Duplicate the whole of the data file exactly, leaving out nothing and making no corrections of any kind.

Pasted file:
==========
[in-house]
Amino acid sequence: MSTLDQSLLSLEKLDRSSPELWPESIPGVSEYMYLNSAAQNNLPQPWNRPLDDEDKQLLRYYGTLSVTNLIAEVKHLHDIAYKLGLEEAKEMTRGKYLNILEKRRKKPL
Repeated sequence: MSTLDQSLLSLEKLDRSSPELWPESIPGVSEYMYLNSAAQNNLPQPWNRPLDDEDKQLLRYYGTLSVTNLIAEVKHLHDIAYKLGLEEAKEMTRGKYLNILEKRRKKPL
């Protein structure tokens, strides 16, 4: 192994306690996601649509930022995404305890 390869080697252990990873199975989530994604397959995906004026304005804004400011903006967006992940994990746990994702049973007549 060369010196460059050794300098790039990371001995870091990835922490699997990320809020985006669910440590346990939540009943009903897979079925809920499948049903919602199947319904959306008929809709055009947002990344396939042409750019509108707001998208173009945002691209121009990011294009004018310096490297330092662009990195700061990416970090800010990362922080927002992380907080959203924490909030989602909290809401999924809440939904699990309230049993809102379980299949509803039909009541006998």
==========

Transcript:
[in-house]
Amino acid sequence: MSTLDQSLLSLEKLDRSSPELWPESIPGVSEYMYLNSAAQNNLPQPWNRPLDDEDKQLLRYYGTLSVTNLIAEVKHLHDIAYKLGLEEAKEMTRGKYLNILEKRRKKPL
Repeated sequence: MSTLDQSLLSLEKLDRSSPELWPESIPGVSEYMYLNSAAQNNLPQPWNRPLDDEDKQLLRYYGTLSVTNLIAEVKHLHDIAYKLGLEEAKEMTRGKYLNILEKRRKKPL
């Protein structure tokens, strides 16, 4: 192994306690996601649509930022995404305890 390869080697252990990873199975989530994604397959995906004026304005804004400011903006967006992940994990746990994702049973007549 060369010196460059050794300098790039990371001995870091990835922490699997990320809020985006669910440590346990939540009943009903897979079925809920499948049903919602199947319904959306008929809709055009947002990344396939042409750019509108707001998208173009945002691209121009990011294009004018310096490297330092662009990195700061990416970090800010990362922080927002992380907080959203924490909030989602909290809401999924809440939904699990309230049993809102379980299949509803039909009541006998």